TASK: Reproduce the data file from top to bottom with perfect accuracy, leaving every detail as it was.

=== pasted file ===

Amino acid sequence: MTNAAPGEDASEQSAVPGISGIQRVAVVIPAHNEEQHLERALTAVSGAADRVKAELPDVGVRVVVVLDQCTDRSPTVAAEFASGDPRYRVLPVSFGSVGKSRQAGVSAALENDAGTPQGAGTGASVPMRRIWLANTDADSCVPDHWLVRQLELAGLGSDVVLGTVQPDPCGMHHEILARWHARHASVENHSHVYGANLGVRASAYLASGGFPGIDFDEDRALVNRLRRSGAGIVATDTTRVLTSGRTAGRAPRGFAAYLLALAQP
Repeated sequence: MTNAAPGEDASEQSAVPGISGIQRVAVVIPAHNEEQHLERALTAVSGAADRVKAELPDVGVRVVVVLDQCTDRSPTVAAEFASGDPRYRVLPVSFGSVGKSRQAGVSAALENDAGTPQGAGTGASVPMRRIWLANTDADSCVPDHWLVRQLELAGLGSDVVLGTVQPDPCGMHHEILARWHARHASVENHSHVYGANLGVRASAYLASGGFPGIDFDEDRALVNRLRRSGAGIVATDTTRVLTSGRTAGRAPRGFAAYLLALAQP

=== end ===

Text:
Amino acid sequence: MTNAAPGEDASEQSAVPGISGIQRVAVVIPAHNEEQHLERALTAVSGAADRVKAELPDVGVRVVVVLDQCTDRSPTVAAEFASGDPRYRVLPVSFGSVGKSRQAGVSAALENDAGTPQGAGTGASVPMRRIWLANTDADSCVPDHWLVRQLELAGLGSDVVLGTVQPDPCGMHHEILARWHARHASVENHSHVYGANLGVRASAYLASGGFPGIDFDEDRALVNRLRRSGAGIVATDTTRVLTSGRTAGRAPRGFAAYLLALAQP
Repeated sequence: MTNAAPGEDASEQSAVPGISGIQRVAVVIPAHNEEQHLERALTAVSGAADRVKAELPDVGVRVVVVLDQCTDRSPTVAAEFASGDPRYRVLPVSFGSVGKSRQAGVSAALENDAGTPQGAGTGASVPMRRIWLANTDADSCVPDHWLVRQLELAGLGSDVVLGTVQPDPCGMHHEILARWHARHASVENHSHVYGANLGVRASAYLASGGFPGIDFDEDRALVNRLRRSGAGIVATDTTRVLTSGRTAGRAPRGFAAYLLALAQP